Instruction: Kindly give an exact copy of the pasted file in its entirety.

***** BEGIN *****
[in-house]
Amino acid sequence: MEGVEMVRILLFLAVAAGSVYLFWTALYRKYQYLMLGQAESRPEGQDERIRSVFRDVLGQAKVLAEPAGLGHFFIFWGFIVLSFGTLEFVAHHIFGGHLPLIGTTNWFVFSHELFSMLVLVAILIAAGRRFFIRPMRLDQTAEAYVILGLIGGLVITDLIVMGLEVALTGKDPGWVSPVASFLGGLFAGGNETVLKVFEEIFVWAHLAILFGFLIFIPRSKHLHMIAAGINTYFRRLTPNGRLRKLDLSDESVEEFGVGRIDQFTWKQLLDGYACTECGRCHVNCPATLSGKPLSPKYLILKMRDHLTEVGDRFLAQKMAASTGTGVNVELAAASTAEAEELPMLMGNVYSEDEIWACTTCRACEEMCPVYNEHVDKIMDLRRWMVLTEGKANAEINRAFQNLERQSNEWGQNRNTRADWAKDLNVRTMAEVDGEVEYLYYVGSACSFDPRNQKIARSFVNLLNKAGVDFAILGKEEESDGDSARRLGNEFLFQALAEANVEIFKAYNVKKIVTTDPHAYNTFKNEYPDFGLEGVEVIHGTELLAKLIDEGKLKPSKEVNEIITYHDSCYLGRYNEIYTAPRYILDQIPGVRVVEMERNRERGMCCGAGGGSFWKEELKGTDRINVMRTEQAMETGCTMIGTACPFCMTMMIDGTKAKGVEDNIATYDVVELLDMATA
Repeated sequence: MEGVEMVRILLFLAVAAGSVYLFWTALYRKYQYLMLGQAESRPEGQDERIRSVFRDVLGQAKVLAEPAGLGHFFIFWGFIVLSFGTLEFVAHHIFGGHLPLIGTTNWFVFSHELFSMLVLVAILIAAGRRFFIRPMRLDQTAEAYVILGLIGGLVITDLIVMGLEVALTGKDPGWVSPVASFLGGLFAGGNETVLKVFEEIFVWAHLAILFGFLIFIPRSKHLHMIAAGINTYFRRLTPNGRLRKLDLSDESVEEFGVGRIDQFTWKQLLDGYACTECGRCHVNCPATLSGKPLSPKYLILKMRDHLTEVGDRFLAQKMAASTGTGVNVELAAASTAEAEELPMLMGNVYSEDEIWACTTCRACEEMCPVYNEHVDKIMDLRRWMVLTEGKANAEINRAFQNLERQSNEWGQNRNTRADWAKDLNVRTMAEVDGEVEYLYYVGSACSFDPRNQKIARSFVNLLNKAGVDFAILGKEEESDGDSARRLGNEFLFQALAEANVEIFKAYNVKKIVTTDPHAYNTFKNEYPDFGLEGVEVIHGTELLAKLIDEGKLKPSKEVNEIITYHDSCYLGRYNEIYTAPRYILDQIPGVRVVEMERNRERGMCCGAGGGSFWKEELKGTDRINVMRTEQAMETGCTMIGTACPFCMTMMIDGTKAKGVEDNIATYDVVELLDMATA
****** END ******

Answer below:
[in-house]
Amino acid sequence: MEGVEMVRILLFLAVAAGSVYLFWTALYRKYQYLMLGQAESRPEGQDERIRSVFRDVLGQAKVLAEPAGLGHFFIFWGFIVLSFGTLEFVAHHIFGGHLPLIGTTNWFVFSHELFSMLVLVAILIAAGRRFFIRPMRLDQTAEAYVILGLIGGLVITDLIVMGLEVALTGKDPGWVSPVASFLGGLFAGGNETVLKVFEEIFVWAHLAILFGFLIFIPRSKHLHMIAAGINTYFRRLTPNGRLRKLDLSDESVEEFGVGRIDQFTWKQLLDGYACTECGRCHVNCPATLSGKPLSPKYLILKMRDHLTEVGDRFLAQKMAASTGTGVNVELAAASTAEAEELPMLMGNVYSEDEIWACTTCRACEEMCPVYNEHVDKIMDLRRWMVLTEGKANAEINRAFQNLERQSNEWGQNRNTRADWAKDLNVRTMAEVDGEVEYLYYVGSACSFDPRNQKIARSFVNLLNKAGVDFAILGKEEESDGDSARRLGNEFLFQALAEANVEIFKAYNVKKIVTTDPHAYNTFKNEYPDFGLEGVEVIHGTELLAKLIDEGKLKPSKEVNEIITYHDSCYLGRYNEIYTAPRYILDQIPGVRVVEMERNRERGMCCGAGGGSFWKEELKGTDRINVMRTEQAMETGCTMIGTACPFCMTMMIDGTKAKGVEDNIATYDVVELLDMATA
Repeated sequence: MEGVEMVRILLFLAVAAGSVYLFWTALYRKYQYLMLGQAESRPEGQDERIRSVFRDVLGQAKVLAEPAGLGHFFIFWGFIVLSFGTLEFVAHHIFGGHLPLIGTTNWFVFSHELFSMLVLVAILIAAGRRFFIRPMRLDQTAEAYVILGLIGGLVITDLIVMGLEVALTGKDPGWVSPVASFLGGLFAGGNETVLKVFEEIFVWAHLAILFGFLIFIPRSKHLHMIAAGINTYFRRLTPNGRLRKLDLSDESVEEFGVGRIDQFTWKQLLDGYACTECGRCHVNCPATLSGKPLSPKYLILKMRDHLTEVGDRFLAQKMAASTGTGVNVELAAASTAEAEELPMLMGNVYSEDEIWACTTCRACEEMCPVYNEHVDKIMDLRRWMVLTEGKANAEINRAFQNLERQSNEWGQNRNTRADWAKDLNVRTMAEVDGEVEYLYYVGSACSFDPRNQKIARSFVNLLNKAGVDFAILGKEEESDGDSARRLGNEFLFQALAEANVEIFKAYNVKKIVTTDPHAYNTFKNEYPDFGLEGVEVIHGTELLAKLIDEGKLKPSKEVNEIITYHDSCYLGRYNEIYTAPRYILDQIPGVRVVEMERNRERGMCCGAGGGSFWKEELKGTDRINVMRTEQAMETGCTMIGTACPFCMTMMIDGTKAKGVEDNIATYDVVELLDMATA